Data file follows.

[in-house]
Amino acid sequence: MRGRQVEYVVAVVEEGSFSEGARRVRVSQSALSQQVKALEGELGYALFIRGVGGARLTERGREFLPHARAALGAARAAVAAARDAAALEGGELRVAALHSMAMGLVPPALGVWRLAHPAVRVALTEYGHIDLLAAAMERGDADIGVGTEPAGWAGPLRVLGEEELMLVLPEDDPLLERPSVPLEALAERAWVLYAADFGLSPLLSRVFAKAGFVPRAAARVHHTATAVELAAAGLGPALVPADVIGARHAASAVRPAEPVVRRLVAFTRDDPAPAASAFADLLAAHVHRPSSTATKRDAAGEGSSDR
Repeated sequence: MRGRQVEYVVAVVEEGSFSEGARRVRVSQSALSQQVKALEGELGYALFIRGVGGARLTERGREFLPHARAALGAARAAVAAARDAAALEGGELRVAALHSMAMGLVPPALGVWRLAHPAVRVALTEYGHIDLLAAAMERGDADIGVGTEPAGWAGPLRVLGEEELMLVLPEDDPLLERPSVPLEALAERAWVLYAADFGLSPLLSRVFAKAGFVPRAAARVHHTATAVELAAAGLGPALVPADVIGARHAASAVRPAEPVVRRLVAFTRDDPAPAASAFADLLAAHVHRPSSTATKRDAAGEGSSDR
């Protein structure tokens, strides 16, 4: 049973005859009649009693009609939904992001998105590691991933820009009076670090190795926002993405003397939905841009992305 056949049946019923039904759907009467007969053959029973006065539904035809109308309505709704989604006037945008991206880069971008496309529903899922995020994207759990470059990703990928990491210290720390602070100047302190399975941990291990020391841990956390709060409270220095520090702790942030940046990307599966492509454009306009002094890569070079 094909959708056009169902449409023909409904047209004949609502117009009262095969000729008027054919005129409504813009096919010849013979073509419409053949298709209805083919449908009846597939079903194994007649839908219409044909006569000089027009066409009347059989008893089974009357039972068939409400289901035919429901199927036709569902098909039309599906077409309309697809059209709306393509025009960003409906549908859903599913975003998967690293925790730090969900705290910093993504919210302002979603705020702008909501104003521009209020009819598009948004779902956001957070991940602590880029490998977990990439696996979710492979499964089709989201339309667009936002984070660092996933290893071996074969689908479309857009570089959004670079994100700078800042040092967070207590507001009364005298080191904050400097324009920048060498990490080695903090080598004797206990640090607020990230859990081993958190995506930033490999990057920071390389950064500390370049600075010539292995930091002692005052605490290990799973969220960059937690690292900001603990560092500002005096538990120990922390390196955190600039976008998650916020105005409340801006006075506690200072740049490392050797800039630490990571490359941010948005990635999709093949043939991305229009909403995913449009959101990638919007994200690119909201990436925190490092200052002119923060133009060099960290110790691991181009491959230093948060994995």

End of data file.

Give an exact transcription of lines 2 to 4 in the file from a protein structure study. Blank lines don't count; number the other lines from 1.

Amino acid sequence: MRGRQVEYVVAVVEEGSFSEGARRVRVSQSALSQQVKALEGELGYALFIRGVGGARLTERGREFLPHARAALGAARAAVAAARDAAALEGGELRVAALHSMAMGLVPPALGVWRLAHPAVRVALTEYGHIDLLAAAMERGDADIGVGTEPAGWAGPLRVLGEEELMLVLPEDDPLLERPSVPLEALAERAWVLYAADFGLSPLLSRVFAKAGFVPRAAARVHHTATAVELAAAGLGPALVPADVIGARHAASAVRPAEPVVRRLVAFTRDDPAPAASAFADLLAAHVHRPSSTATKRDAAGEGSSDR
Repeated sequence: MRGRQVEYVVAVVEEGSFSEGARRVRVSQSALSQQVKALEGELGYALFIRGVGGARLTERGREFLPHARAALGAARAAVAAARDAAALEGGELRVAALHSMAMGLVPPALGVWRLAHPAVRVALTEYGHIDLLAAAMERGDADIGVGTEPAGWAGPLRVLGEEELMLVLPEDDPLLERPSVPLEALAERAWVLYAADFGLSPLLSRVFAKAGFVPRAAARVHHTATAVELAAAGLGPALVPADVIGARHAASAVRPAEPVVRRLVAFTRDDPAPAASAFADLLAAHVHRPSSTATKRDAAGEGSSDR
């Protein structure tokens, strides 16, 4: 049973005859009649009693009609939904992001998105590691991933820009009076670090190795926002993405003397939905841009992305 056949049946019923039904759907009467007969053959029973006065539904035809109308309505709704989604006037945008991206880069971008496309529903899922995020994207759990470059990703990928990491210290720390602070100047302190399975941990291990020391841990956390709060409270220095520090702790942030940046990307599966492509454009306009002094890569070079 094909959708056009169902449409023909409904047209004949609502117009009262095969000729008027054919005129409504813009096919010849013979073509419409053949298709209805083919449908009846597939079903194994007649839908219409044909006569000089027009066409009347059989008893089974009357039972068939409400289901035919429901199927036709569902098909039309599906077409309309697809059209709306393509025009960003409906549908859903599913975003998967690293925790730090969900705290910093993504919210302002979603705020702008909501104003521009209020009819598009948004779902956001957070991940602590880029490998977990990439696996979710492979499964089709989201339309667009936002984070660092996933290893071996074969689908479309857009570089959004670079994100700078800042040092967070207590507001009364005298080191904050400097324009920048060498990490080695903090080598004797206990640090607020990230859990081993958190995506930033490999990057920071390389950064500390370049600075010539292995930091002692005052605490290990799973969220960059937690690292900001603990560092500002005096538990120990922390390196955190600039976008998650916020105005409340801006006075506690200072740049490392050797800039630490990571490359941010948005990635999709093949043939991305229009909403995913449009959101990638919007994200690119909201990436925190490092200052002119923060133009060099960290110790691991181009491959230093948060994995």